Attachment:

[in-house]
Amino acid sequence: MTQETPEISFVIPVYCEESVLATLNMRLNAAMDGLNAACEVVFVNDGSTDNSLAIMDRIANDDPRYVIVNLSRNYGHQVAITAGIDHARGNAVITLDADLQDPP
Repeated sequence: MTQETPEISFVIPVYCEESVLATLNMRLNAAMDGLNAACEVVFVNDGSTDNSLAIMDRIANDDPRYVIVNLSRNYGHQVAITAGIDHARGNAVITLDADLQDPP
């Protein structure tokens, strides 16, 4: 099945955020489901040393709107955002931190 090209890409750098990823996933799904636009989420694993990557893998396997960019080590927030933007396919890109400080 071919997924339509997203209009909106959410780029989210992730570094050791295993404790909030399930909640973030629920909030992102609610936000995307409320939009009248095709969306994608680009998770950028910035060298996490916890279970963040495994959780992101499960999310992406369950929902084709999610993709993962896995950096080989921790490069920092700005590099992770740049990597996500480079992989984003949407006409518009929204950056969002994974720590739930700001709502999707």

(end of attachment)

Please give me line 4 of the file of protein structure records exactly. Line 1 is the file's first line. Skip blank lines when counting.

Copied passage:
């Protein structure tokens, strides 16, 4: 099945955020489901040393709107955002931190 090209890409750098990823996933799904636009989420694993990557893998396997960019080590927030933007396919890109400080 071919997924339509997203209009909106959410780029989210992730570094050791295993404790909030399930909640973030629920909030992102609610936000995307409320939009009248095709969306994608680009998770950028910035060298996490916890279970963040495994959780992101499960999310992406369950929902084709999610993709993962896995950096080989921790490069920092700005590099992770740049990597996500480079992989984003949407006409518009929204950056969002994974720590739930700001709502999707």